What Happened Miss Simone?
While everyone is awaiting Season Two of Stranger Things, I took a couple hours to watch the Netflix documentary, What Happened, Miss Simone?. A different genre to be sure, but definitely worth the time.
I have to say, I knew very little about the famous singer/musician Nina Simone before I hit the play button. The movie starts a bit slow but once it gets going, Simone's story is fascinating. It is aided in large part by the fact there are interviews with her ex-husband and that her daughter is the Executive Producer on the project.
Trained to be a classical pianist, Simone ended up being one of the most unique jazz voices and influences in history. This movie covers her childhood, start in the business, how she met her manager/husband, and how he helped guide her to being one of the most popular singers in the world before the destructive personalities of both of them collided and ruined it.
There are clips from her appearance on the Hugh Heffner's Penthouse show, (It was good to see the Don Adams cameo in that spot as well), and in-depth details of her growing - and often militant - involvement with the Civil Rights Movement. Her song, Mississippi Goddam which you see her singing live, conveys the anger, resentment, that she repeatedly expresses having throughout the film.
The time in Africa is explored a bit and her daughter gives insight on that though there is little footage from that era which is a bit disappointing. But it may be a case that she was just hanging out and footage wasn't on anyone's mind at the time.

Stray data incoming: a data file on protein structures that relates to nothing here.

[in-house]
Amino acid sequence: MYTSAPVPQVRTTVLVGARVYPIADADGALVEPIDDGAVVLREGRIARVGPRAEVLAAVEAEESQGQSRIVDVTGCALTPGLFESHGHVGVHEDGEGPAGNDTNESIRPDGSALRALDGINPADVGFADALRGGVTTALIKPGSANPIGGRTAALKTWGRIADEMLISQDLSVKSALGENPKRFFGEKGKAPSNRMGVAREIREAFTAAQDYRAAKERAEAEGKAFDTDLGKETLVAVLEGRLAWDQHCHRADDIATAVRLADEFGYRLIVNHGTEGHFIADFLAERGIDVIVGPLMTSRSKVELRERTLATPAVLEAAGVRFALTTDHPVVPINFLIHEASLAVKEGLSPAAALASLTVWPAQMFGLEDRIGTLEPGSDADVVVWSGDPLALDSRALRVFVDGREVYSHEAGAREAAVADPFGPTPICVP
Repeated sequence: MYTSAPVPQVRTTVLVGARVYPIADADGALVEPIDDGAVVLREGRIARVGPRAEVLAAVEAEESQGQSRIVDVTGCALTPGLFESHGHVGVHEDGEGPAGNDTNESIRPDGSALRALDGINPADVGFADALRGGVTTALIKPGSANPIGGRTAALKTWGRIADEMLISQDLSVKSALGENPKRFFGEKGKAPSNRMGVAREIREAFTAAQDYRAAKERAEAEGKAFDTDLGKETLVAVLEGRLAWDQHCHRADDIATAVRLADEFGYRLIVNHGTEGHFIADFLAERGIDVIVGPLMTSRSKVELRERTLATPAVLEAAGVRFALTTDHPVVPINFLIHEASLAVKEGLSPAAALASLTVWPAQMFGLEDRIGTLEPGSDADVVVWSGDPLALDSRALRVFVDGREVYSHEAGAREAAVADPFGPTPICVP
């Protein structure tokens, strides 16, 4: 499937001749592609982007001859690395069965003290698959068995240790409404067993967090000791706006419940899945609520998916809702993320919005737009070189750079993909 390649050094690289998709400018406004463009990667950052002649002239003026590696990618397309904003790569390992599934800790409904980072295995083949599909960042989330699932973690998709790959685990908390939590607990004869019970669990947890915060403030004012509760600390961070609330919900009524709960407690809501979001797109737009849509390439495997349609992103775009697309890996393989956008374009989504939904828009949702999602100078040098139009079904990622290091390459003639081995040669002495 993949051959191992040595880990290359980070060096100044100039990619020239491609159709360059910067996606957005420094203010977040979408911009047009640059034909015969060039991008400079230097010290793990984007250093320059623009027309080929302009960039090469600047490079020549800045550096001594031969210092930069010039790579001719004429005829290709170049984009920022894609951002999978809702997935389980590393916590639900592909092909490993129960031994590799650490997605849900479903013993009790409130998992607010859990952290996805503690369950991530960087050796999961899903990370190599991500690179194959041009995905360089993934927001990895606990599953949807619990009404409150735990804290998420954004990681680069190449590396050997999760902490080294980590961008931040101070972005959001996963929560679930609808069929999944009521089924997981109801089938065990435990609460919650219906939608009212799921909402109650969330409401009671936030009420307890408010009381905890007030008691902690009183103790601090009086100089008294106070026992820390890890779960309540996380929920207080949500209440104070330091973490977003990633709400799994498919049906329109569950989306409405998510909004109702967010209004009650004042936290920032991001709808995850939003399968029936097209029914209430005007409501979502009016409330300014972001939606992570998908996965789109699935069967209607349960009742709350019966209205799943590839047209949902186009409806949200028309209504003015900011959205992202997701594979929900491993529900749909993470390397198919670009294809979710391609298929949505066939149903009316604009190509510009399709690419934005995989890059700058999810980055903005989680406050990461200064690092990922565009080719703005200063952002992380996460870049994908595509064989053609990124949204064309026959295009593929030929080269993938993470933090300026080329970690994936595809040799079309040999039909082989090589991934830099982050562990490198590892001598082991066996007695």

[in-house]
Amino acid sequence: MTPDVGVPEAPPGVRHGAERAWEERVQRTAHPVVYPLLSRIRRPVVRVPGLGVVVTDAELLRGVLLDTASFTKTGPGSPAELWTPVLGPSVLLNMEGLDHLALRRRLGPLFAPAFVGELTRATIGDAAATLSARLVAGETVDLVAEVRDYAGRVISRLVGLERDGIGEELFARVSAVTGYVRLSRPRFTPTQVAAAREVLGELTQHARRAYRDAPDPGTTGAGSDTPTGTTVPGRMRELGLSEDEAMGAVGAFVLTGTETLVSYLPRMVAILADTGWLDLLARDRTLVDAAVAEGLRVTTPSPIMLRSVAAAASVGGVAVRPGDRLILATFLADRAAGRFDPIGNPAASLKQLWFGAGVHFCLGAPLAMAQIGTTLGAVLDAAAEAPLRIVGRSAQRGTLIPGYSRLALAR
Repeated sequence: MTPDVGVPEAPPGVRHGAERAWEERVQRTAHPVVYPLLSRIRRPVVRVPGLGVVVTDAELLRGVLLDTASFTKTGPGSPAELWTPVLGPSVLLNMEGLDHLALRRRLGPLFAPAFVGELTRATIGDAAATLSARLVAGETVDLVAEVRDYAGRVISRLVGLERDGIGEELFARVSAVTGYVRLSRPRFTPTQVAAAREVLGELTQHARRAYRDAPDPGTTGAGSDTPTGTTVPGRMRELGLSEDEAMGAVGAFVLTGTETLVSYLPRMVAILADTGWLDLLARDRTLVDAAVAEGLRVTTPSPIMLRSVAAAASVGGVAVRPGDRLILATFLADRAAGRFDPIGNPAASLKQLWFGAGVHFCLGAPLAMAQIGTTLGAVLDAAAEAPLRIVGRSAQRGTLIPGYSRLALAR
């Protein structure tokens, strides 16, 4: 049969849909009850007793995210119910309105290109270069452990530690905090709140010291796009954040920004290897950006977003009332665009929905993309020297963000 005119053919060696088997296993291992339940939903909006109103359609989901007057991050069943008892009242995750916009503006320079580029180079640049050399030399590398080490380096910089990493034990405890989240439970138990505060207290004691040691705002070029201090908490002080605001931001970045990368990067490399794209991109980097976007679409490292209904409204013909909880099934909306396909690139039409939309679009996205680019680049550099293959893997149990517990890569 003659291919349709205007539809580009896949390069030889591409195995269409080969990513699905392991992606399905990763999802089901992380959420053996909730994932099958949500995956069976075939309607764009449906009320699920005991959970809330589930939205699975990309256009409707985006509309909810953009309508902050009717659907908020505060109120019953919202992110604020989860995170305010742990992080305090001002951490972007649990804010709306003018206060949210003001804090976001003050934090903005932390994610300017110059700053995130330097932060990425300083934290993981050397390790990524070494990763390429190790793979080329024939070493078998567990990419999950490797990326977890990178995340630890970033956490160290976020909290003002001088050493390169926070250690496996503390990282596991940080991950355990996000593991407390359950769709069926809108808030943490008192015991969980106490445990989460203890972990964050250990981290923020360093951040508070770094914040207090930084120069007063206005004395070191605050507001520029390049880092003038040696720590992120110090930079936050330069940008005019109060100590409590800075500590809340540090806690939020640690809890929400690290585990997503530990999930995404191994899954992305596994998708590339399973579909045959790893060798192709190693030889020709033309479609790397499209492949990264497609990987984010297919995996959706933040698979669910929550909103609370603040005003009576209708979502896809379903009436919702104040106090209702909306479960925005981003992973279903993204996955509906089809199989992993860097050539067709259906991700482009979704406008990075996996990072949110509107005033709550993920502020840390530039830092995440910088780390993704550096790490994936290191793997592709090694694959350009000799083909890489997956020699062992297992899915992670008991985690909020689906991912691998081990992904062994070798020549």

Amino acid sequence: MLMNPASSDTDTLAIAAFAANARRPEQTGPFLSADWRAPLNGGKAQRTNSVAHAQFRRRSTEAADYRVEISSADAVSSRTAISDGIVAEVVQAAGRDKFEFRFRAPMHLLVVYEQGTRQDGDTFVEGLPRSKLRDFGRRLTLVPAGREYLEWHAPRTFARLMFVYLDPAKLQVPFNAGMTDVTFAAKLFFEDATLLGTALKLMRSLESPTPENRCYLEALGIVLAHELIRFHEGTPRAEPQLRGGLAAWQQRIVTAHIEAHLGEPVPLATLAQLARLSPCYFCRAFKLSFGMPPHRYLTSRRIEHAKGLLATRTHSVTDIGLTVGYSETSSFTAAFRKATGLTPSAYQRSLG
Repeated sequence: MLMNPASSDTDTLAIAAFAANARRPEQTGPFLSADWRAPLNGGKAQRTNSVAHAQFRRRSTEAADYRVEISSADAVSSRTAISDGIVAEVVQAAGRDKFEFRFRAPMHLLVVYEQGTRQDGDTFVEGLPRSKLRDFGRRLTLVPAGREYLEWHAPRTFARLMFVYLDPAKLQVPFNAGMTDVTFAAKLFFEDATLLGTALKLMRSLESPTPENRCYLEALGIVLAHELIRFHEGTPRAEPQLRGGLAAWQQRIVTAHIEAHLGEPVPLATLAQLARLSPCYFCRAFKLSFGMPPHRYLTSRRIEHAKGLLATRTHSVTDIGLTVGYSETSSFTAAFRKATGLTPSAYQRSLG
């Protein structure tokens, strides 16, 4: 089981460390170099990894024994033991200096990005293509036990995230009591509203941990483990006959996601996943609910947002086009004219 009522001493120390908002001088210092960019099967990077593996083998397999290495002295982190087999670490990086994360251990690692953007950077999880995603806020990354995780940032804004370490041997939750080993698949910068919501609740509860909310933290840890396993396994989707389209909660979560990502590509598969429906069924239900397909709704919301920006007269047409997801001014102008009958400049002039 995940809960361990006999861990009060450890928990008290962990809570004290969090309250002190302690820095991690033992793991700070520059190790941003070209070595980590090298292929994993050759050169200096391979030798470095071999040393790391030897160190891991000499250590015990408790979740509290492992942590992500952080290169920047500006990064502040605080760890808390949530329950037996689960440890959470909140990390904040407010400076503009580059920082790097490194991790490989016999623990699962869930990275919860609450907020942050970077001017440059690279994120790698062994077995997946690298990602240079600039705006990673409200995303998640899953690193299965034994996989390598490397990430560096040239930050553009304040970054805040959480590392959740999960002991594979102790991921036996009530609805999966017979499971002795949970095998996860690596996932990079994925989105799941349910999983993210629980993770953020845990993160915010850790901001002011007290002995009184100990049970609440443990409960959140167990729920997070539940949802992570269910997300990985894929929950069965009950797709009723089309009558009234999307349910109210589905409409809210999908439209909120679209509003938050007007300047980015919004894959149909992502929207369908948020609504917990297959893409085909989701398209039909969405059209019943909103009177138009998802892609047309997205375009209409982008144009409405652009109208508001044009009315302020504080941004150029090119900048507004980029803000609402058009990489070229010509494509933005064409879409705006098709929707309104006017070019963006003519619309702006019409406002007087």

If there was one disappointment in the film, in an area I wish I had learned more about, it was the years she spent playing a little Parisian dive for a few hundred francs a night. There was almost no footage of that era and no interviews. She was living in a dirty hole of a flat, in despair, and there should have been more material in the film of her time at the bottom. Just saying.
I was glad that her musicians and friends were interviewed for this and provided insight to her behavior and how she was rescued, and rescued is the word to use, and put back on the course to make her star rise again.
Her voice haunts you. Her songs are memorable. And frankly, I found Backlash Blues relevant for the times we are living in today which is why I posted it atop. This film, music buff or not, is worth your time. Stream it on Netflix. I give it 4/5 on the rating scale.